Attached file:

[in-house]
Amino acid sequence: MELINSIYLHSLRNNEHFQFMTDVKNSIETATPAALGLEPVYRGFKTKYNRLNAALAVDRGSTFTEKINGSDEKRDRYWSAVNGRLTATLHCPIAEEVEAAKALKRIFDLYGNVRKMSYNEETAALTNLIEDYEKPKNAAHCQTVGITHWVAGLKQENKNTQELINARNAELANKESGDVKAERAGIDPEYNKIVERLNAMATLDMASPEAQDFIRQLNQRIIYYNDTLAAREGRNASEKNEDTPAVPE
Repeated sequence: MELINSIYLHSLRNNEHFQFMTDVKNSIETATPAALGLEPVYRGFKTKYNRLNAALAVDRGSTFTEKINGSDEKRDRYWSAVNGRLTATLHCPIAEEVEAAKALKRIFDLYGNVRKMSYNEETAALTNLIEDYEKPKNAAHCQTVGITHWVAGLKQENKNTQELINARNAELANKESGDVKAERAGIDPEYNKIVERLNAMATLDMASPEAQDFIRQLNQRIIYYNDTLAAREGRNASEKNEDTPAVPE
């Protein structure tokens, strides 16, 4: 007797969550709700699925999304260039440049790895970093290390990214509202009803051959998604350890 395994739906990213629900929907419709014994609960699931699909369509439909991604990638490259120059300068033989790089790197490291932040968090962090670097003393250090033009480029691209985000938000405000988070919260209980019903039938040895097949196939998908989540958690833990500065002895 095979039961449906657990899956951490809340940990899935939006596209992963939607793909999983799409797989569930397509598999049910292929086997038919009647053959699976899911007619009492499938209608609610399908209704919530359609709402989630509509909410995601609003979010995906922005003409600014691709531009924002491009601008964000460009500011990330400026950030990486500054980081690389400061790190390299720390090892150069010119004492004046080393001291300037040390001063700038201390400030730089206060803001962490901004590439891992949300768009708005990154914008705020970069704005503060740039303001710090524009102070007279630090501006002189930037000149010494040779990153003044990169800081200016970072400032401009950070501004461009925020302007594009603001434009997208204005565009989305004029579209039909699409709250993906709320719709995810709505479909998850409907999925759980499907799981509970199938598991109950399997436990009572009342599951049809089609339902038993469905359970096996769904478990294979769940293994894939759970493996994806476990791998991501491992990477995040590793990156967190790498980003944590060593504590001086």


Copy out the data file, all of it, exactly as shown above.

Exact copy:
[in-house]
Amino acid sequence: MELINSIYLHSLRNNEHFQFMTDVKNSIETATPAALGLEPVYRGFKTKYNRLNAALAVDRGSTFTEKINGSDEKRDRYWSAVNGRLTATLHCPIAEEVEAAKALKRIFDLYGNVRKMSYNEETAALTNLIEDYEKPKNAAHCQTVGITHWVAGLKQENKNTQELINARNAELANKESGDVKAERAGIDPEYNKIVERLNAMATLDMASPEAQDFIRQLNQRIIYYNDTLAAREGRNASEKNEDTPAVPE
Repeated sequence: MELINSIYLHSLRNNEHFQFMTDVKNSIETATPAALGLEPVYRGFKTKYNRLNAALAVDRGSTFTEKINGSDEKRDRYWSAVNGRLTATLHCPIAEEVEAAKALKRIFDLYGNVRKMSYNEETAALTNLIEDYEKPKNAAHCQTVGITHWVAGLKQENKNTQELINARNAELANKESGDVKAERAGIDPEYNKIVERLNAMATLDMASPEAQDFIRQLNQRIIYYNDTLAAREGRNASEKNEDTPAVPE
């Protein structure tokens, strides 16, 4: 007797969550709700699925999304260039440049790895970093290390990214509202009803051959998604350890 395994739906990213629900929907419709014994609960699931699909369509439909991604990638490259120059300068033989790089790197490291932040968090962090670097003393250090033009480029691209985000938000405000988070919260209980019903039938040895097949196939998908989540958690833990500065002895 095979039961449906657990899956951490809340940990899935939006596209992963939607793909999983799409797989569930397509598999049910292929086997038919009647053959699976899911007619009492499938209608609610399908209704919530359609709402989630509509909410995601609003979010995906922005003409600014691709531009924002491009601008964000460009500011990330400026950030990486500054980081690389400061790190390299720390090892150069010119004492004046080393001291300037040390001063700038201390400030730089206060803001962490901004590439891992949300768009708005990154914008705020970069704005503060740039303001710090524009102070007279630090501006002189930037000149010494040779990153003044990169800081200016970072400032401009950070501004461009925020302007594009603001434009997208204005565009989305004029579209039909699409709250993906709320719709995810709505479909998850409907999925759980499907799981509970199938598991109950399997436990009572009342599951049809089609339902038993469905359970096996769904478990294979769940293994894939759970493996994806476990791998991501491992990477995040590793990156967190790498980003944590060593504590001086």